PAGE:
“The outlook for top end diamonds as a store of wealth and a long term investment is establishing itself and is on the up. But the main problem is this. The Lesedi la Rona, which Sotheby’s estimated would sell in June for in excess of $70m, did not fail to sell. We, the public, failed to buy it. After digging all over planet Earth since 1905, the year the Cullinan, the only larger, rough gem-quality diamond in all of history was discovered, the public failed to buy the Lesedi la Rona and there is only one reason why. Unlike the art world, we, the diamond industry, have failed to educate people about the re-sale value of diamonds. Apart from the fantastic job done by Sotheby’s and Christie’s largely on sales of rare coloured diamonds, in general the diamond industry does not publish the prices of similar transactions of rare diamonds, many of which take place privately behind closed doors between manufacturers, diamond dealers and private individuals. The public is therefore simply not ready for the Lesedi la Rona. This diamond is still too avant garde. If I was the owner of the Lesedi la Rona, I would do exactly the same as the owner has done, which is to hold onto the diamond until the market is ready for it. One day, the Lesedi la Rona will sell and I believe wholeheartedly that it deserves to reach its reserve price.”
Precise colour of Sky Blue Diamond seen as a key focus at November sale A number of high-profile rare blue diamonds have come to market in recent months, such as the Blue Moon and the Oppenheimer Blue, and now the Sky Blue Diamond. Is this purely a coincidence, or does it reflect the strong appeal of blue diamonds at the top end of the market?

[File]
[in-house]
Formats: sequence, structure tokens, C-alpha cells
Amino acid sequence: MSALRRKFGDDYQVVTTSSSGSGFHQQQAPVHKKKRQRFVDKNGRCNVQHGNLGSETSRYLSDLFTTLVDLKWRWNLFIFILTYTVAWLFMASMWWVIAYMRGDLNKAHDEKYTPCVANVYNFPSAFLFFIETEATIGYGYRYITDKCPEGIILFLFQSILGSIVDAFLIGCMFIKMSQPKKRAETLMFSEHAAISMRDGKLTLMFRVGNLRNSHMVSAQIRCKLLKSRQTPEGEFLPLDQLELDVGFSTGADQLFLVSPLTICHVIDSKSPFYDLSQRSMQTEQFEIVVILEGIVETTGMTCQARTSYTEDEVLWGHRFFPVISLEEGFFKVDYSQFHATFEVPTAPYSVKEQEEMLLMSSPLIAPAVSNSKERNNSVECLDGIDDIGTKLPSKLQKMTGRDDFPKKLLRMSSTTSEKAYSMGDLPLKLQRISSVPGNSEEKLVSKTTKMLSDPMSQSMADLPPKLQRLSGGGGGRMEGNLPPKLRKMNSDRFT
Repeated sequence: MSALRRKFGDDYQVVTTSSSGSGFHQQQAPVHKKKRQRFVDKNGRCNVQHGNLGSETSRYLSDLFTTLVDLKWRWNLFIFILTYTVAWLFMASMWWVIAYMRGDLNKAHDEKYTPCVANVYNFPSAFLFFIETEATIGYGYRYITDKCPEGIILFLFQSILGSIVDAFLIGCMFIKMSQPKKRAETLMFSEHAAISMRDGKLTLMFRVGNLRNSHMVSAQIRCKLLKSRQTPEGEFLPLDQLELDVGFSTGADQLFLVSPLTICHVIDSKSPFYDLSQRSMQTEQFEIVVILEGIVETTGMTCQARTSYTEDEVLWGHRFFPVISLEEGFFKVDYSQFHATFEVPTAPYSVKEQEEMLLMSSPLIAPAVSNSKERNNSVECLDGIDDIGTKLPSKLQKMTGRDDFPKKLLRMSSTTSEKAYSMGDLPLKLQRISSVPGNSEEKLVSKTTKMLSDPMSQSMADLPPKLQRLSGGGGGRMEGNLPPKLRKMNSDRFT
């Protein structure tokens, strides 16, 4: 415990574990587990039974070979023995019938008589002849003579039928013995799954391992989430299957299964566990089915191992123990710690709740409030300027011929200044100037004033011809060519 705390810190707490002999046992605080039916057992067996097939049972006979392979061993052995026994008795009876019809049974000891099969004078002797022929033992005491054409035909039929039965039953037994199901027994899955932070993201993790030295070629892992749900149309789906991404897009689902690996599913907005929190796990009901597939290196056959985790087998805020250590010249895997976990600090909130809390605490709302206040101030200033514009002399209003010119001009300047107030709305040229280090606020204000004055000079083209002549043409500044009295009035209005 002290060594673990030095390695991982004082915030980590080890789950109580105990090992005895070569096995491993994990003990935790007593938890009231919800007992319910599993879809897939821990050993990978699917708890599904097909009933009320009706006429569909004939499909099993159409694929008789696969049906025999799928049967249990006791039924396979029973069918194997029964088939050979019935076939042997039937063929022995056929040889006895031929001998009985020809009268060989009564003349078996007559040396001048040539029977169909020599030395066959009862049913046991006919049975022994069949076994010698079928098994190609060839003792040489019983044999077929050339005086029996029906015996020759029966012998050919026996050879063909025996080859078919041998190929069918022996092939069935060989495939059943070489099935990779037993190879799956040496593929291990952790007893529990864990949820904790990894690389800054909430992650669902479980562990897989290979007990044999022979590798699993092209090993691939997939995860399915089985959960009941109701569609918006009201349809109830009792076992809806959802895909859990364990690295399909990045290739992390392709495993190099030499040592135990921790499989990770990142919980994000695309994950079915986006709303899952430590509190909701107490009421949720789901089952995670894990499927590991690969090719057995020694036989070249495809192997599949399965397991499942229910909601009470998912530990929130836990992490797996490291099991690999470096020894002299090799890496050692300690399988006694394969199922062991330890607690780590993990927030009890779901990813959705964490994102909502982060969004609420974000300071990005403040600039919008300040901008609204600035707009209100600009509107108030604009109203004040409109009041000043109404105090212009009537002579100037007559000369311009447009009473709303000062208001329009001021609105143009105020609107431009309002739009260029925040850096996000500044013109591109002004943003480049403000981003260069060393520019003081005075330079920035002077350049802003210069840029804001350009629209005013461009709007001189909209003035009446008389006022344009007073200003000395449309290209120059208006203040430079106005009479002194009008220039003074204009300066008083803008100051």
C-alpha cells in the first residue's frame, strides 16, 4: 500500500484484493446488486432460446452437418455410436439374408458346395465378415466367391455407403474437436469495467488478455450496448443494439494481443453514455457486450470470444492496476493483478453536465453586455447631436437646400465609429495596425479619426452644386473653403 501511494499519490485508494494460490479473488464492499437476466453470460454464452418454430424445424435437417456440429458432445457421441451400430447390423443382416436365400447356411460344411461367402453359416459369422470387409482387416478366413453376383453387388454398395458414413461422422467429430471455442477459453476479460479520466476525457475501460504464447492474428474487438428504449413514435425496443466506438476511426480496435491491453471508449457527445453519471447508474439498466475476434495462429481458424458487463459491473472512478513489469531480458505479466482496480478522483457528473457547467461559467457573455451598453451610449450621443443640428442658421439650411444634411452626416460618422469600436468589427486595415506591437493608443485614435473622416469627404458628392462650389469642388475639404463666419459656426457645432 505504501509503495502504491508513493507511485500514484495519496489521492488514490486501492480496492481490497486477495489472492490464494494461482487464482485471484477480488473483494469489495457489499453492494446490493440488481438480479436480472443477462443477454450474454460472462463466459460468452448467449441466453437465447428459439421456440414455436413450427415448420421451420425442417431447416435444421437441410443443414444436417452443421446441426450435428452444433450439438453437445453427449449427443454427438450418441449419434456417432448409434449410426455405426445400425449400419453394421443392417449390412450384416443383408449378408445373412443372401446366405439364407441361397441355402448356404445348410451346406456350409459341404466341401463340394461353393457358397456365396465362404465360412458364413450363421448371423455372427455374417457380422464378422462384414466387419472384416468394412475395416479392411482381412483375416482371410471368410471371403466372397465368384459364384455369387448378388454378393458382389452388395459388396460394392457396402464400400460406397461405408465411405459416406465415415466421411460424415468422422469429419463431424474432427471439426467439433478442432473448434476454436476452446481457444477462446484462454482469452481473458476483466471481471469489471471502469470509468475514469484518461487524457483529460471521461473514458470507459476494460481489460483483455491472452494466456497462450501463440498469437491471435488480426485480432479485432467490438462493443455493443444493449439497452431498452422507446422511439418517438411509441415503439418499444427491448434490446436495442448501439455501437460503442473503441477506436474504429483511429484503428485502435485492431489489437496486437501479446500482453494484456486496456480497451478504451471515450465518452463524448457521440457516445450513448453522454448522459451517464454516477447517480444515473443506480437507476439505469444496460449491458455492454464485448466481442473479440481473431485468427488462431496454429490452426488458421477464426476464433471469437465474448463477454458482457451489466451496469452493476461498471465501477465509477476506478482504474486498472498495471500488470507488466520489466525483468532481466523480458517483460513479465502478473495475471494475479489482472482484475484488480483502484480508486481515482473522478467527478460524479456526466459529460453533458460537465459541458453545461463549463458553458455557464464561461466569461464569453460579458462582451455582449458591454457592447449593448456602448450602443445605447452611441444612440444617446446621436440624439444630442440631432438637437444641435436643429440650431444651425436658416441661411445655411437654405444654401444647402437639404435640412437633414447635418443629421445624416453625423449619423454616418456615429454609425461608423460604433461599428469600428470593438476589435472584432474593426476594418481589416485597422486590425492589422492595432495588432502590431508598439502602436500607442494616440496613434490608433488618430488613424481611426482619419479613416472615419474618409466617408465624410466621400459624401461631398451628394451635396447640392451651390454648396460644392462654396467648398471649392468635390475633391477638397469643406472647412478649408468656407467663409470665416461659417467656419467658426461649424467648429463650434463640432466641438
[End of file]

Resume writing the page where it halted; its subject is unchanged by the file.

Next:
“The sale of the Sky Blue is no mere coincidence and it is part of a growing desire for world-class blue diamonds. Since the sale of the Blue Moon, a re-sale market for diamonds has begun emerging before my eyes. It’s a market in which a rare diamond is increasingly being perceived as a store of value and an asset, rather than an expense or even a piece of jewellery. My dream is to see the entire diamond industry commit itself to educating the public on the rarest top tier stones. I say this with both coloured and white diamonds in mind, because while sales of very rare coloured stones receive a lot of attention, even a white one carat D flawless diamond is a rarity.

Admittedly, when people sell diamonds privately, they save themselves a commission that could be otherwise directed to Sotheby’s, but it’s only when prices remain visible to the public, as they do in the context of a high-profile public auction, that people understand the re-sale value of expensive diamonds and in the long term that will be positive for everyone. When the public is exposed to the prices of high tier diamonds, the market will be allowed to flourish. Since this is not yet the case, the public has missed out on the opportunity to acquire it and I believe it’s a crying shame.”

What impact is uncertainty over the Chinese economy having on the market for top-tier diamonds?

“A combination of factors has negatively affected top tier spending in China, from economic instability, to the anti-corruption laws and China’s move away from a manufacturing-driven economy towards a service-based economy. For example, the graph attached, shows that the price of a one carat diamond today is lower than it was in 2010, while the Mercury Diamond Global Tracker indicates that the prices of far larger diamonds are 10% higher than they were in 2010. The Chinese are not buying the diamonds they used to buy, both in terms of price points and volume. We are seeing the same trend in India and the US, where there is a concentration of demand around 0.3 carat to 3 carat diamonds.”Source: Mercury Diamond MDGT